If this is not an option, you could consider using layer 7 filtering to find queries for wpad.dat and reject the packets with an ICMP message. This might actually be the most effective way to stop the traffic, unless the IPs are all from the same network and their technical contact in whois is responsive.

Things that will point a host at a particular location for wpad.dat include domain settings, the domain name option in DHCP replies, and an explicit setting in the web browser to load proxy information from some URL.

  • I do not have a wpad subdomain, but I do have a wildcard subdomain. I think the culprit may be my atlascms.se domain (for which I do not need a wildcard subdomain) which is the domain I use for my clients for their CNAME records. I have updated my DNS and I'll have to wait and see if this fixes things. – Sandman May 24 '13 at 5:15
  • The problem is that all these hundreds of thousands of requests I get from hundreds and hundreds of different hosts couldn't all possibly be thinking that atlascms.se is in their own subnet, surely? – Sandman May 24 '13 at 5:16
  • It has nothing at all do with subnets; it's all domains. – Falcon Momot May 24 '13 at 5:56
  • Yeah, sorry for the terminology confusion. – Sandman May 24 '13 at 7:03
  • It's entirely possible someone is trying to use your domain to host a malicious wpad.dat (and failing). There might be a virus out there setting your URL as the place to get wpad.dat from explicitly, or otherwise pointing hosts there, or there might be a misconfigured network out there. – Falcon Momot May 24 '13 at 7:09
4

The first thing I would do is to try to find out where these requests are going to, i.e. their destination. Apache doesn't log the hostname by default, so you can either use tcpdump to get a brief capture and inspect it for the Host: request header, or change your Apache log format to log it. I prefer to log it in the otherwise useless second field, for example:

LogFormat "%h %{Host}i %u %t \"%r\" %>s %b \"%{Referer}i\" \"%{User-agent}i\"" combined

Once you know who these mistaken requests are being addressed to, what to do next may become clear. For instance, it might turn out to be some big company example.se in which case you can go find their network admins and yell at them.

  • using server-status, I see the host they are "attacking", and it's not even a configured vhost (which is why it is logged by the catch-all vhost) - the host they ALL are connecting to is "atlas.eklundh.com" – Sandman May 23 '13 at 21:24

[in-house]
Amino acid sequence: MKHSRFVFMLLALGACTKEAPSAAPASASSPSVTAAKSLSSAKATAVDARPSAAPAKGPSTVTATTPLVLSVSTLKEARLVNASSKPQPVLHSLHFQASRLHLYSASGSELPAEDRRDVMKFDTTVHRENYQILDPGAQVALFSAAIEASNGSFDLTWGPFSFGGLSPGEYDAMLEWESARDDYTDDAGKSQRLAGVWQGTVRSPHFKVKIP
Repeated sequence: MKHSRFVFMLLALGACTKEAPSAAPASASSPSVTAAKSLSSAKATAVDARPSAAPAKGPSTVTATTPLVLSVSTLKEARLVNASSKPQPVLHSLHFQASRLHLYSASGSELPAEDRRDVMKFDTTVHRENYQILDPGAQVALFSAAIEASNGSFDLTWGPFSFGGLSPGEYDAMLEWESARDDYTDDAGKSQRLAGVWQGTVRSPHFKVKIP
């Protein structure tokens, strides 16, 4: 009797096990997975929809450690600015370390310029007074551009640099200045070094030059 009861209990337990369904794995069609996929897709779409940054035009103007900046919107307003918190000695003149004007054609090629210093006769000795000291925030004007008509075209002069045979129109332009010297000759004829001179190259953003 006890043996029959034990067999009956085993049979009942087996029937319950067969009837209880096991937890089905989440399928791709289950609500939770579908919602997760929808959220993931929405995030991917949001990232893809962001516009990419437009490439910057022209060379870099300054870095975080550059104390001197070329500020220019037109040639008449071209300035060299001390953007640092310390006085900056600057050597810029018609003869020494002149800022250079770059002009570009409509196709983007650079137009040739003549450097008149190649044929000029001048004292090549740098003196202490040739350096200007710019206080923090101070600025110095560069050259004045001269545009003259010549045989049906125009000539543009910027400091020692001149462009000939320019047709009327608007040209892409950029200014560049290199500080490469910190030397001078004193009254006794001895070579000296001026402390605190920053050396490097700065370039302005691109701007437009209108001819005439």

• And also, all these requests comes from hundreds and hundreds of different hosts from all over the country and all over the ISP spectra, this is not coming from one source or one misconfiguredc company. I am wondering if I am doing something wrong with my eklundh.com domain here, whose DNS server I also run on the machine – Sandman May 23 '13 at 21:25
  • "atlas.eklundh.com" resolves to the same IP as "sandman.net". – Evan Anderson May 23 '13 at 21:26
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    You don't really need to configure systems to look for a wpad.dat. You just to have a valid DNS record like wpad.eklundh.com (you do have that record) and computers that have a FQDN that is set to something like *.eklundh.com` will automatically try to do the WPAD lookup. – Zoredache May 23 '13 at 21:49
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    The problem then becomes that any computer that thinks it's in the eklundh.com domain will see that wpad.eklundh.com is valid, and attempt to download a proxy server configuration from it. You can remove the DNS record, or reconfigure all of the computers. – Michael Hampton May 23 '13 at 21:52
0

Just FYI, ModSecurity will catch this and block it. There is a ruleset provided by Comodo. Here is a log entry. I stripped out account relevant data so it has in it just so as to use it as an example.

Apache-Error: [file ""] [] [] [client xxx.xxx.xxx.xxx] ModSecurity: Access denied with code 403 (phase 2). Matched phrase ".dat/" at TX:extension. [file ""] ["] [id "210730"] [rev "2"] [msg "COMODO WAF: URL file extension is restricted by policy"] [data ".dat"] [severity "CRITICAL"] [hostname "removed"] [uri "/wpad.dat"] [unique_id "WjFa06qDOW3DDPRieFmICgAAAEg"]

-1

Had this problem and fixed it by creating a wpad.dat file putting "this page left blank" page in it.

CPU went to nearly zero. Problem seems solved.

  • a syntactically wrong response, yet a success response code for a URI you clearly do NOT intend to serve is just wrong. – anx Nov 12 '17 at 15:10
  • But it solved the symptom. In this instance, it reduced the server load, go the site running again, and gave me time to redo the A-Records where the real problem lived. – Brian Tolman Nov 15 '17 at 21:58